Now, let’s locate Crenshaw’s concept of intersectionality within the long tradition of Black feminist thought, starting with Sojourner Truth. In 1851, at the Women’s Rights Convention in Akron, Ohio, a group of white men gathered to heckle women’s rights activists, arguing that women were naturally weaker than men, and therefore ill-suited for the masculine world of politics. Sojourner Truth rose to challenge them, describing women’s power and strength:

“I have as much muscle as any man, and can do as much work as any man.  I have plowed and reaped and husked and chopped and mowed, and can any man do more than that? I have heard much about the sexes being equal; I can carry as much as any man, and can eat as much too, if I can get it.  I am as strong as any man that is now.”

Sojourner truth, 1851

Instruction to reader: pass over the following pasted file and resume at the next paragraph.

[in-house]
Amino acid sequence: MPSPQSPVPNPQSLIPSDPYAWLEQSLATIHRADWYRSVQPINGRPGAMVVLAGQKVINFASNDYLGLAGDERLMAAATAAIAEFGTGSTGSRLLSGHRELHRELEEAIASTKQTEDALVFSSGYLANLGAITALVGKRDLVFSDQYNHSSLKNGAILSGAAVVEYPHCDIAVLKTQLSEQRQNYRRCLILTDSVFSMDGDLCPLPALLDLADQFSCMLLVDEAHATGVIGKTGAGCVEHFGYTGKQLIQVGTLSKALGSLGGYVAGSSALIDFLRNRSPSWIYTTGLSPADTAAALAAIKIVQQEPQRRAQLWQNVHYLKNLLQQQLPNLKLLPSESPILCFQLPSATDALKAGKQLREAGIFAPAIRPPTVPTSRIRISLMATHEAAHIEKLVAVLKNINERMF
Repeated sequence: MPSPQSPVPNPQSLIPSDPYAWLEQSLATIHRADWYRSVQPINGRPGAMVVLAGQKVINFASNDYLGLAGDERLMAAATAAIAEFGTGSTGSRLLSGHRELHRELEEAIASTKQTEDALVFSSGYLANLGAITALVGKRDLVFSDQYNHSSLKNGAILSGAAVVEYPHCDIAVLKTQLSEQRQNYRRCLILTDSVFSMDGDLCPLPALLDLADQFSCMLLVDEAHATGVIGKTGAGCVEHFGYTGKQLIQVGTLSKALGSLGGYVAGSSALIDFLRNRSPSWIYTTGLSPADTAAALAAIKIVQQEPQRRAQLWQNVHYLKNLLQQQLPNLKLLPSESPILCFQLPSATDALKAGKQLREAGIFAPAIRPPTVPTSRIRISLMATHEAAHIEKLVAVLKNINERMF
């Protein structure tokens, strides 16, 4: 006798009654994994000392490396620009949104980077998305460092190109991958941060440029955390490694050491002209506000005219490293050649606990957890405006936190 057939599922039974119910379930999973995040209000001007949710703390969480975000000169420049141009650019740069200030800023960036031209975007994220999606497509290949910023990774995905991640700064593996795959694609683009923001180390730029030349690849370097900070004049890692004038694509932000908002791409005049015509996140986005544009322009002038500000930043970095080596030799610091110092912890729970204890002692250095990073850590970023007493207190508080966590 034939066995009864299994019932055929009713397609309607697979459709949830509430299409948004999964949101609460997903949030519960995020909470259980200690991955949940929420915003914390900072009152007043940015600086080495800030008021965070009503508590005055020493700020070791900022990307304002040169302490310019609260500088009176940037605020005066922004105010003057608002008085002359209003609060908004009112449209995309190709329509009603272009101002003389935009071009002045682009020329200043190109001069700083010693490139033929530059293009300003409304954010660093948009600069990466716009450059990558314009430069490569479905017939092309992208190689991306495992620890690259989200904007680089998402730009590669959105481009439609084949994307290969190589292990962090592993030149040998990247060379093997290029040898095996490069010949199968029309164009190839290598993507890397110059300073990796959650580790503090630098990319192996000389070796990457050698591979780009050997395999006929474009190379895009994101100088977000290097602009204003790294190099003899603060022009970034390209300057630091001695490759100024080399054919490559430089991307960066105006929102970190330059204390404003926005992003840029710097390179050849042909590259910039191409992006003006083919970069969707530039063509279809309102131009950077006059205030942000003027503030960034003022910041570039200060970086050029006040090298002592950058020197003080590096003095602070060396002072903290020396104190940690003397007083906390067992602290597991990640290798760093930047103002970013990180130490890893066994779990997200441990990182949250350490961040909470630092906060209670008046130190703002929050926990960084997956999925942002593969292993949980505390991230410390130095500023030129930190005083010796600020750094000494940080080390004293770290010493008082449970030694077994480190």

Truth was an abolitionist, born into slavery and bought and sold by white slave owners as a child.  Like many Black women of her time, Truth escaped slavery in 1826 and by 1844 she began a career as an advocate for women’s rights and abolition, arguing that abolitionist and civil rights movements must attend to Black women’s rights.  When Truth rose to give her speech in 1851, white women tried to silence her — they worried that Truth’s speech would focus on slavery instead of women’s rights.  You can read Truth’s full speech here. Recordings of Truth’s speech are controversial.  Twelve years after Truth’s speech, Frances Gage, a white abolitionist, documented another version of the speech, performed here by American actress Kerry Washington.  This version of the speech gives Truth a Southern dialect, though Truth lived in the North most of her life and spoke Dutch and English; as such, she would not have spoken in a Southern dialect. Critics argue that Gage’s ‘Southern’ version of the speech reinforces stereotypes about ‘uneducated’ slaves.